Neither the Tao te Ching nor the Bible gives us a specific action plan for how to deal with environmental issues. Rather than going into specifics, then, I want to look at how our relationship to the environment impacts us on a spiritual level. I realize that is a confusing sentence at first, and it might sound like I am talking about praying to mother earth or Gaia or worshiping nature. That’s not where I’m going with this, though. Instead, I resonate with what Taoist monk Arthur Rosenfeld said in an article for HuffPost a few years ago:
Because environmental awareness and Taoism go hand in hand, I frequently conflate destruction of our environment with trends in the way we express ourselves spiritually, or fail to do so. These trends include a culture of consumption, a growing sense of entitlement, an exaggerated notion of our own importance, valuing the pleasures of the individual above the good of the community, and the religious belief that our species enjoys holy dispensation to do with the world as it wishes. —Arthur Rosenfeld, HuffPost
That last statement represents a huge problem. Many Christians have taken the verse from the first chapter of Genesis totally out of context, where it says that we are to have “dominion over the earth.” They have used it to justify our freedom, even our mandate, to take advantage of the earth’s resources and use them however we see fit, regardless of the environmental consequences.
Today, I want to talk about what the Bible has to say about the environment, both directly and indirectly, and what it means for us to choose to ignore it and live out of harmony with the physical world. In fact, I’m going to focus on the Bible more than in other episodes today, because I really want to demonstrate for both my Christian and my non-Christian listeners that, contrary to what many people believe, Lao Tzu’s vision of environmental harmony and care is not in contradiction with the vision of the world that we find in the Bible.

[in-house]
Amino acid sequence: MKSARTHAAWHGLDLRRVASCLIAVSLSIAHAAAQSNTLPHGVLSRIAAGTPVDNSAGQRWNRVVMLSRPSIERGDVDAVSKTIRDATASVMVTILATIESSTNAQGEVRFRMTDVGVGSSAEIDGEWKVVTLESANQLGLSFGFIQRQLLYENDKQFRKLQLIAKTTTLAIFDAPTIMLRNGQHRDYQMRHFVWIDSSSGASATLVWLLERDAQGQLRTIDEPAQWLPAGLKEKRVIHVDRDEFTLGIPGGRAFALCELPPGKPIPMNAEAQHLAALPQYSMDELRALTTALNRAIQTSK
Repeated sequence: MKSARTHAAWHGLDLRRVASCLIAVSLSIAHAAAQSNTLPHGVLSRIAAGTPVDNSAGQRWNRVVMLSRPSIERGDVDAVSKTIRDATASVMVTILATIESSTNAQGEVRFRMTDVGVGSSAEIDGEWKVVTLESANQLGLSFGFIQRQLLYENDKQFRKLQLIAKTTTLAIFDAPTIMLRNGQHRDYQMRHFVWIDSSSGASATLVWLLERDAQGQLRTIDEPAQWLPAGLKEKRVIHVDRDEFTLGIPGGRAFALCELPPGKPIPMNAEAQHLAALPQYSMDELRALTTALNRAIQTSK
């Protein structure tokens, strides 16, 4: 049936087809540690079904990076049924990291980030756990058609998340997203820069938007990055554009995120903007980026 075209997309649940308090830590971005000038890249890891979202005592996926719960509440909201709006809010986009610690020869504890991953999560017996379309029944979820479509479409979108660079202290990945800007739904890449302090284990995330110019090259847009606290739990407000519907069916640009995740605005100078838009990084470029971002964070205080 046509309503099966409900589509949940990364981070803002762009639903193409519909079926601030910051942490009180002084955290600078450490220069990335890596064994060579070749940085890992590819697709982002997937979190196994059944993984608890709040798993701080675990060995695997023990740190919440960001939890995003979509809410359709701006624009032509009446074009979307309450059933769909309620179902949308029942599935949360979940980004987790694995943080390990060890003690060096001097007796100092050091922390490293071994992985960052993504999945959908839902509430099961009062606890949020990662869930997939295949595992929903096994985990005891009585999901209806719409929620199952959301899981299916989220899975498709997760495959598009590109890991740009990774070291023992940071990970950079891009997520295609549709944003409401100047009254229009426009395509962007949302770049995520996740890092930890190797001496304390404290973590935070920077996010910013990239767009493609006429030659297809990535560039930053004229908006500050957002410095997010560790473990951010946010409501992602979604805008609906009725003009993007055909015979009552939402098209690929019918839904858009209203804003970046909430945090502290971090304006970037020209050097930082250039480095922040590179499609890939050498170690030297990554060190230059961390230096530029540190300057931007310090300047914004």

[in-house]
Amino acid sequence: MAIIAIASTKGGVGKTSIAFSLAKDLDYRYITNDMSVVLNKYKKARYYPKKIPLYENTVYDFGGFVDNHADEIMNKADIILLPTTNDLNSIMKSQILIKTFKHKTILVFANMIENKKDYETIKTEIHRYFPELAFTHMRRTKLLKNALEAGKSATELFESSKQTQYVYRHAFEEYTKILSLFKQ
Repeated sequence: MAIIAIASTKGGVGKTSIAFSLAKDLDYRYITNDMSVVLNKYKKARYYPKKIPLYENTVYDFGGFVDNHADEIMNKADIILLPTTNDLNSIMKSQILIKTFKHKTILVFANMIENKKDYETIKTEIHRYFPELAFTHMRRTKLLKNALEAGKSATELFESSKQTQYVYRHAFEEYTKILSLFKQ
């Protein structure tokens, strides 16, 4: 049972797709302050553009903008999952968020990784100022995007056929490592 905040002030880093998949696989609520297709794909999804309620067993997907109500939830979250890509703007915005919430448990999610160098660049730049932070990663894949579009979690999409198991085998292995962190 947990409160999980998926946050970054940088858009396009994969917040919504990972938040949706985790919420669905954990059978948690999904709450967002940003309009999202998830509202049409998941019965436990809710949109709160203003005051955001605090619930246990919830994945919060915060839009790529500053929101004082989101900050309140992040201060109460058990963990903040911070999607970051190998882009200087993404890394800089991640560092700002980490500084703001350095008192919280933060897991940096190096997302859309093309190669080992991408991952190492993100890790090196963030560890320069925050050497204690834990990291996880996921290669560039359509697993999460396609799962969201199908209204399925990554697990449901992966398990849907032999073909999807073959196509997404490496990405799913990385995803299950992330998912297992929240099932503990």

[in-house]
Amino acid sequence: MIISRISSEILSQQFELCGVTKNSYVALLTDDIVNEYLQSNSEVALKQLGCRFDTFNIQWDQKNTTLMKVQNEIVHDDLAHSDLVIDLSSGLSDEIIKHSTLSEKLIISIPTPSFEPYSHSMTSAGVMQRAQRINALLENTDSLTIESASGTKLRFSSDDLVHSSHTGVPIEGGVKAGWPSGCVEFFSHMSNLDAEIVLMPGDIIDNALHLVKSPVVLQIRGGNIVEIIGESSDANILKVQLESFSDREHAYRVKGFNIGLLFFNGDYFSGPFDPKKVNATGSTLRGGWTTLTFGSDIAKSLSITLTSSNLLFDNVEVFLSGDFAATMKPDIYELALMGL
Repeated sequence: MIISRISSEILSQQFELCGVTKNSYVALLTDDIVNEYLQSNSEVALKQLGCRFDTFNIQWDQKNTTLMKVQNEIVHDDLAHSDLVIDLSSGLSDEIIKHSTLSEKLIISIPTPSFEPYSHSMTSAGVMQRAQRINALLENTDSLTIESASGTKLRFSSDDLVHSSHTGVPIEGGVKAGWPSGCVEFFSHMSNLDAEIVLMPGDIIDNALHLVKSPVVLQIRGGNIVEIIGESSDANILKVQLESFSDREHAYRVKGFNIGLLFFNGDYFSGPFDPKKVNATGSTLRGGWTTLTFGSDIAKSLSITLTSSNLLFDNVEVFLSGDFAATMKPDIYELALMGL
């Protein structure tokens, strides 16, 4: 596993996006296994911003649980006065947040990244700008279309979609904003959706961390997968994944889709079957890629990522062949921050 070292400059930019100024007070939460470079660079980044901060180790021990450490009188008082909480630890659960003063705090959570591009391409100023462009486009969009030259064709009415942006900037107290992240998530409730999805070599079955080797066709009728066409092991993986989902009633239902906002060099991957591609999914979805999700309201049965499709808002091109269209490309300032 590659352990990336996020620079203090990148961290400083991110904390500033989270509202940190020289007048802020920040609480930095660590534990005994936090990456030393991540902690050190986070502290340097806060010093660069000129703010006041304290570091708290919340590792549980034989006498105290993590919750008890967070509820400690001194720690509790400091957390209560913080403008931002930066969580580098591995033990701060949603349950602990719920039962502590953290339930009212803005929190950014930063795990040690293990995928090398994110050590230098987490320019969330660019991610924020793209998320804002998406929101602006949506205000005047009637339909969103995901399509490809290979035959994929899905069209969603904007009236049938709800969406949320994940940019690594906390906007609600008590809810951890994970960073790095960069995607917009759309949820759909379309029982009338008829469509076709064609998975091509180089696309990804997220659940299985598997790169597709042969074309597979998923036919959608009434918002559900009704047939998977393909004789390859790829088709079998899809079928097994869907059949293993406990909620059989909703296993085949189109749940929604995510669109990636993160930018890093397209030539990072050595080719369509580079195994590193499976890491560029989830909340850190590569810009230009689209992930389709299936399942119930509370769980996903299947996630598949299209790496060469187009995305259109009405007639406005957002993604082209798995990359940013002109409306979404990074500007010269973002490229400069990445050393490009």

The Bible and the environment
So many read the first few chapters of the book of Genesis and focus on the role of humans or the nature of creation. They treat it like a science book. How often do we stop and read this passage from the very first chapter of the Bible and consider God’s good care for his creation?
Then God blessed [Adam and Eve] and said, “Be fruitful and multiply. Fill the earth and govern it. Reign over the fish in the sea, the birds in the sky, and all the animals that scurry along the ground.”
Then God said, “Look! I have given you every seed-bearing plant throughout the earth and all the fruit trees for your food. And I have given every green plant as food for all the wild animals, the birds in the sky, and the small animals that scurry along the ground — everything that has life.” And that is what happened.
Then God looked over all he had made, and he saw that it was very good!
When the prophet Isaiah talks about God’s good plans to restore all of creation, he focuses on the harmony that will take place in the animal kingdom:
In that day the wolf and the lamb will live together;
the leopard will lie down with the baby goat.
The calf and the yearling will be safe with the lion,
and a little child will lead them all.
The cow will graze near the bear.
The cub and the calf will lie down together.
The lion will eat hay like a cow.
The baby will play safely near the hole of a cobra.
Yes, a little child will put its hand in a nest of deadly snakes without harm.
Nothing will hurt or destroy in all my holy mountain,
for as the waters fill the sea,
so the earth will be filled with people who know the Lord. (Isaiah 11:6-9)
There are many other verses that fit this theme, but I find it interesting that it appears in both the very first and the very last chapter of the Bible. In the picture of creation finally restored at the very end of the Bible, we have these words about the metaphorical “new city” of Jerusalem:
Then the angel showed me a river with the water of life, clear as crystal, flowing from the throne of God and of the Lamb. It flowed down the center of the main street. On each side of the river grew a tree of life, bearing twelve crops of fruit, with a fresh crop each month. The leaves were used for medicine to heal the nations.